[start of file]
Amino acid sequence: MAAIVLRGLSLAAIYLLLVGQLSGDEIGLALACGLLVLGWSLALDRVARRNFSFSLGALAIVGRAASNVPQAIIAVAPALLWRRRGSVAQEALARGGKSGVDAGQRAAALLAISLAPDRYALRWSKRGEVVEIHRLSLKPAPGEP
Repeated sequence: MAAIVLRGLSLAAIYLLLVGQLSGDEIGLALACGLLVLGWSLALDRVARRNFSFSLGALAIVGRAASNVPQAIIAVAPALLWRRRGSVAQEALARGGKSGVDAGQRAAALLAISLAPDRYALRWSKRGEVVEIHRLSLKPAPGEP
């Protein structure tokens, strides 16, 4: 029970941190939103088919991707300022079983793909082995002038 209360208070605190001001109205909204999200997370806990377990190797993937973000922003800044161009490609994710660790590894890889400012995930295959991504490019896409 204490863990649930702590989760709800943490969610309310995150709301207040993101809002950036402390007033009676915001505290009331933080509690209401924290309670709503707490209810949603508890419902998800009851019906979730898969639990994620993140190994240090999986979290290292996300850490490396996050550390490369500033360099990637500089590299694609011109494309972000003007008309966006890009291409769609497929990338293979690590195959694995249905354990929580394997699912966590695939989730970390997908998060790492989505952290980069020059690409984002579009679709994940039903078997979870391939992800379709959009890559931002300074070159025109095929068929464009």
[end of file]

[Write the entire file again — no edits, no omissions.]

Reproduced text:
Amino acid sequence: MAAIVLRGLSLAAIYLLLVGQLSGDEIGLALACGLLVLGWSLALDRVARRNFSFSLGALAIVGRAASNVPQAIIAVAPALLWRRRGSVAQEALARGGKSGVDAGQRAAALLAISLAPDRYALRWSKRGEVVEIHRLSLKPAPGEP
Repeated sequence: MAAIVLRGLSLAAIYLLLVGQLSGDEIGLALACGLLVLGWSLALDRVARRNFSFSLGALAIVGRAASNVPQAIIAVAPALLWRRRGSVAQEALARGGKSGVDAGQRAAALLAISLAPDRYALRWSKRGEVVEIHRLSLKPAPGEP
């Protein structure tokens, strides 16, 4: 029970941190939103088919991707300022079983793909082995002038 209360208070605190001001109205909204999200997370806990377990190797993937973000922003800044161009490609994710660790590894890889400012995930295959991504490019896409 204490863990649930702590989760709800943490969610309310995150709301207040993101809002950036402390007033009676915001505290009331933080509690209401924290309670709503707490209810949603508890419902998800009851019906979730898969639990994620993140190994240090999986979290290292996300850490490396996050550390490369500033360099990637500089590299694609011109494309972000003007008309966006890009291409769609497929990338293979690590195959694995249905354990929580394997699912966590695939989730970390997908998060790492989505952290980069020059690409984002579009679709994940039903078997979870391939992800379709959009890559931002300074070159025109095929068929464009």